Biomarkers of neuronal damage in saturation diving- A controlled observational study.
EUROPEAN JOURNAL OF APPLIED PHYSIOLOGY | SEPTEMBER 25, 2020
Rosén A, Gennser M, Oscarsson N, Kvarnström A, Sandström G, Blennow K, Seeman-Lodding H and Zetterberg H.
Eur J Appl Physiol (2020).
A prospective and controlled observational study was performed to determine if the central nervous system injury markers glial fibrillary acidic protein (GFAp), neurofilament light (NfL) and tau concentrations changed in response to a saturation dive.
The intervention group consisted of 14 submariners compressed to 401 kPa in a dry hyperbaric chamber. They remained pressurized for 36 h and were then decompressed over 70 h. A control group of 12 individuals was used. Blood samples were obtained from both groups before, during and after hyperbaric exposure, and from the intervention group after a further 25–26 h.
There were no statistically significant changes in the concentrations of GFAp, NfL and tau in the intervention group. During hyperbaric exposure, GFAp decreased in the control group (mean/median − 15.1/ − 8.9 pg·mL−1, p < 0.01) and there was a significant difference in absolute change of GFAp and NfL between the groups (17.7 pg·mL−1, p = 0.02 and 2.34 pg·mL−1, p = 0.02, respectively). Albumin decreased in the control group (mean/median − 2.74 g/L/ − 0.95 g/L, p = 0.02), but there was no statistically significant difference in albumin levels between the groups. In the intervention group, haematocrit and mean haemoglobin values were slightly increased after hyperbaric exposure (mean/median 2.3%/1.5%, p = 0.02 and 4.9 g/L, p = 0.06, respectively).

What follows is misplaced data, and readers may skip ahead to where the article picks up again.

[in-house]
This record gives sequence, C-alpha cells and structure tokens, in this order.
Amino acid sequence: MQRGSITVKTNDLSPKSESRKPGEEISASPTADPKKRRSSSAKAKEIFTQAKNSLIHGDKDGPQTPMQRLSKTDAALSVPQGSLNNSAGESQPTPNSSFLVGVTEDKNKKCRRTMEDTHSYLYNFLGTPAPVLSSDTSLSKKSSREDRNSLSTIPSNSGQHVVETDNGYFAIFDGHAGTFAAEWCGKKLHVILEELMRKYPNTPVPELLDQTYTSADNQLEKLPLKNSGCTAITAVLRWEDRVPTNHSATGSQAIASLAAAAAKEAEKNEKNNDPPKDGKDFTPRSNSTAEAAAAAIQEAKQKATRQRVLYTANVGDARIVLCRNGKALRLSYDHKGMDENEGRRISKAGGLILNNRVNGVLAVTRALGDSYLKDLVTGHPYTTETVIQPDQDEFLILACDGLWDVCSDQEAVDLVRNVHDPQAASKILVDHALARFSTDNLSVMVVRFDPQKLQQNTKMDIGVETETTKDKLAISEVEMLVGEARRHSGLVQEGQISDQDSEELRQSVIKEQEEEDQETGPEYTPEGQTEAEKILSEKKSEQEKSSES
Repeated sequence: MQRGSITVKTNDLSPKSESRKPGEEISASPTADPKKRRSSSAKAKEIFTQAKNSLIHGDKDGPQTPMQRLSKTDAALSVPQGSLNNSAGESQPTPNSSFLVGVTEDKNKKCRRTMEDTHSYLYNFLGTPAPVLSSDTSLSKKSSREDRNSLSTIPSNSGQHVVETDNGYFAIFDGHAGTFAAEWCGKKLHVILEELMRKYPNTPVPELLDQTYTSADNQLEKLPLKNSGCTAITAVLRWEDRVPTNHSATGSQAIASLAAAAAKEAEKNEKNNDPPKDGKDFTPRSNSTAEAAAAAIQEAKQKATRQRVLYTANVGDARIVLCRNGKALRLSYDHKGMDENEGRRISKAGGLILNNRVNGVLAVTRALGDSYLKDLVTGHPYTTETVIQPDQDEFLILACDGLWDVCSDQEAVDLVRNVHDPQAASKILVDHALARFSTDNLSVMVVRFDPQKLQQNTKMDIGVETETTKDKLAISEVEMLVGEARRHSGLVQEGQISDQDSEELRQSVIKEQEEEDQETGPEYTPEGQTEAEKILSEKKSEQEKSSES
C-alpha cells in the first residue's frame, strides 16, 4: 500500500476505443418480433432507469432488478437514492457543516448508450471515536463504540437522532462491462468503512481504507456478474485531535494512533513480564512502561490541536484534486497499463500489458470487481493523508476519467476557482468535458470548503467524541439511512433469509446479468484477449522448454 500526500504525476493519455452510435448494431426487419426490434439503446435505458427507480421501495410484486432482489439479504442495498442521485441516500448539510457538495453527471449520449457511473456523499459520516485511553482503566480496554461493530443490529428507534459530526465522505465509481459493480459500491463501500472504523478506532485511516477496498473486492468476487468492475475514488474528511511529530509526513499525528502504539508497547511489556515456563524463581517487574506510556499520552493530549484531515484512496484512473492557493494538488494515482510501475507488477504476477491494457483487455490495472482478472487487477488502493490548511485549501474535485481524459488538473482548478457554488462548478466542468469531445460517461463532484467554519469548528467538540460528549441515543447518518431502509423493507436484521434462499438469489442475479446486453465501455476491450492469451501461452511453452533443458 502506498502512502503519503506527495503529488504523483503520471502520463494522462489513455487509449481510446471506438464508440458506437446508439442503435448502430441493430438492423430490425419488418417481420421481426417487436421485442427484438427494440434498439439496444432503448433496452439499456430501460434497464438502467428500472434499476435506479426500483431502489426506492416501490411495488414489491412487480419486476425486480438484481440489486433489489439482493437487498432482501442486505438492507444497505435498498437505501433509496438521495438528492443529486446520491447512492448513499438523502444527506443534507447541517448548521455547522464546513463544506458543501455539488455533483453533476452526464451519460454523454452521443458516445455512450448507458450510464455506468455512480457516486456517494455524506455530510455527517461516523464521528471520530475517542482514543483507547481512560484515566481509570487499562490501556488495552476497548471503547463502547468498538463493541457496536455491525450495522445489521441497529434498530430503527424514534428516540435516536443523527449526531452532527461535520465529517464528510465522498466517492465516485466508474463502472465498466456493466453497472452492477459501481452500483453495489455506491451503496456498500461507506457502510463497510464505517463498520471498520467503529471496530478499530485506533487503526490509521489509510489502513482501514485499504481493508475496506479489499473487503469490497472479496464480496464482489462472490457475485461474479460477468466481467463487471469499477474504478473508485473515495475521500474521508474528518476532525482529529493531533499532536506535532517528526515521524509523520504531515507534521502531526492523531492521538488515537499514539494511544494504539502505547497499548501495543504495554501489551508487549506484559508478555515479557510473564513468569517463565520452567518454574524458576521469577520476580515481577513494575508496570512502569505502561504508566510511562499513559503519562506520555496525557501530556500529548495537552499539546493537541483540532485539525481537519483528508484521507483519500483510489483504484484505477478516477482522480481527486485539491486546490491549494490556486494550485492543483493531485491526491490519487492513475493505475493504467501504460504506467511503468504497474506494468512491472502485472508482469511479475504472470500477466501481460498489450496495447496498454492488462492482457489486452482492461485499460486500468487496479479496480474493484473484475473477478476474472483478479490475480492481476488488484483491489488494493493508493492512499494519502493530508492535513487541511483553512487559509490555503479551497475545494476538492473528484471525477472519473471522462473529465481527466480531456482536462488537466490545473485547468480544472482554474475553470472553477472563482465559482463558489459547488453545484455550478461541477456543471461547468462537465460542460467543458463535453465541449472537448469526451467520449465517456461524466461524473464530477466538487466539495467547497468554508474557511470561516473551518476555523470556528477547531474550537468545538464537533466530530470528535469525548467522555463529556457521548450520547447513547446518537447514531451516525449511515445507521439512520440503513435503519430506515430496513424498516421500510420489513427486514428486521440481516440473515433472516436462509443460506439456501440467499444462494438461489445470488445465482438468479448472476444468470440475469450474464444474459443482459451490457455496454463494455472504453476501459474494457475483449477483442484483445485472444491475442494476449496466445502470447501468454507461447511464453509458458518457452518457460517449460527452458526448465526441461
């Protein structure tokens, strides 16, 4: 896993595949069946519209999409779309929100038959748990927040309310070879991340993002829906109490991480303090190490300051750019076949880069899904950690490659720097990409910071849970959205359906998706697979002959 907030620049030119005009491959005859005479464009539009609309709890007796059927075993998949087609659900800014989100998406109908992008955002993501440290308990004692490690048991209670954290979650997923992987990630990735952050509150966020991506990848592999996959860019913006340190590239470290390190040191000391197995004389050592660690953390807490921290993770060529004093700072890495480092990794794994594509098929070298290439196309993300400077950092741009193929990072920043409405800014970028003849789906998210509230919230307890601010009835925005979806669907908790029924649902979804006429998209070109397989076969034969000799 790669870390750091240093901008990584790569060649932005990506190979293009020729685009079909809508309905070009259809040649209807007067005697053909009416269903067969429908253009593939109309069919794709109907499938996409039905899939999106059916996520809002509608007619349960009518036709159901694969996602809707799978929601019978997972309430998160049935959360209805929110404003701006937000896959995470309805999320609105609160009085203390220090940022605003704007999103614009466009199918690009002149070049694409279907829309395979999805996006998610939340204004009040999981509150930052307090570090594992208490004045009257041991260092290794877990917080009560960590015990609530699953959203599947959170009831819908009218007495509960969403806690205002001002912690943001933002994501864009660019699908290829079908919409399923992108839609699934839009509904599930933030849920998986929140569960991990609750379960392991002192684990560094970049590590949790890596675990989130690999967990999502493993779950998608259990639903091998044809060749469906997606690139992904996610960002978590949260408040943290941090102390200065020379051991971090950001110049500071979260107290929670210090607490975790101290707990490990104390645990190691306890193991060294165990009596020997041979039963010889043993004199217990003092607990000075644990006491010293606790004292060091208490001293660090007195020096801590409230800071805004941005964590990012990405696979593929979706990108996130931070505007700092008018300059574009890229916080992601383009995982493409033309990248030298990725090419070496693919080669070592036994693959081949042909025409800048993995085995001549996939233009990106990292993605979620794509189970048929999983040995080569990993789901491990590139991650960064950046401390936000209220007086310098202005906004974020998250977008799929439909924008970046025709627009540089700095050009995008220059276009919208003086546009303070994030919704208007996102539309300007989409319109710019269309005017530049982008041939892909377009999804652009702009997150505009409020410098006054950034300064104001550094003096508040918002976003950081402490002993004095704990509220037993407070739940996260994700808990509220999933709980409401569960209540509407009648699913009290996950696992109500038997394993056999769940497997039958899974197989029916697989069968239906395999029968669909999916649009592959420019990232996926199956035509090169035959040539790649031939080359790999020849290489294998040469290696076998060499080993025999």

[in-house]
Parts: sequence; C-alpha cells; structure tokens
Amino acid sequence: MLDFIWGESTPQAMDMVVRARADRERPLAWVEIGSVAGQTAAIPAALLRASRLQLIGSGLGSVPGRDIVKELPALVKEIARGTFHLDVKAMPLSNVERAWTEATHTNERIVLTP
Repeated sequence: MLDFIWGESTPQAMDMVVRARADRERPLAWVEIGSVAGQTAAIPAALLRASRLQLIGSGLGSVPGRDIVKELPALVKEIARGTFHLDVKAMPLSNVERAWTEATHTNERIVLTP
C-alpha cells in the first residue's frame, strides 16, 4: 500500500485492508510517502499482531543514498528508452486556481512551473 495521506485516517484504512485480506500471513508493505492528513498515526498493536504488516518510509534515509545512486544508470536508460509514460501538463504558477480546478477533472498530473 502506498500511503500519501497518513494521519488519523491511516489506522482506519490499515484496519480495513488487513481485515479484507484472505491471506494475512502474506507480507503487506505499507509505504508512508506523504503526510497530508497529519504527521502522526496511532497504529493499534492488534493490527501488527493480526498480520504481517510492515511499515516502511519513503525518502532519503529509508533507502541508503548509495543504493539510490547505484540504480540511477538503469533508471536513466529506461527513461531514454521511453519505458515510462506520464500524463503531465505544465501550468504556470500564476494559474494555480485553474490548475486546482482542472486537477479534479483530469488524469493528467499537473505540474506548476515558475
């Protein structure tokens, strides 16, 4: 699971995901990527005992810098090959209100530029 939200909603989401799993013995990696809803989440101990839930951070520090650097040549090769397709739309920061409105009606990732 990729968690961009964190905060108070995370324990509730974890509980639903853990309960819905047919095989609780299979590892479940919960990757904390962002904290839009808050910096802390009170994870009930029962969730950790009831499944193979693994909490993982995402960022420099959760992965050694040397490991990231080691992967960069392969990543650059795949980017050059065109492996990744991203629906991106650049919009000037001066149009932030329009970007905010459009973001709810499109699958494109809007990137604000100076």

Hyperbaric exposure to 401 kPa for 36 h was not associated with significant increases in GFAp, NfL or tau concentrations. Albumin levels, changes in hydration or diurnal variation were unlikely to have confounded the results. Saturation exposure to 401 kPa seems to be a procedure not harmful to the central nervous system.
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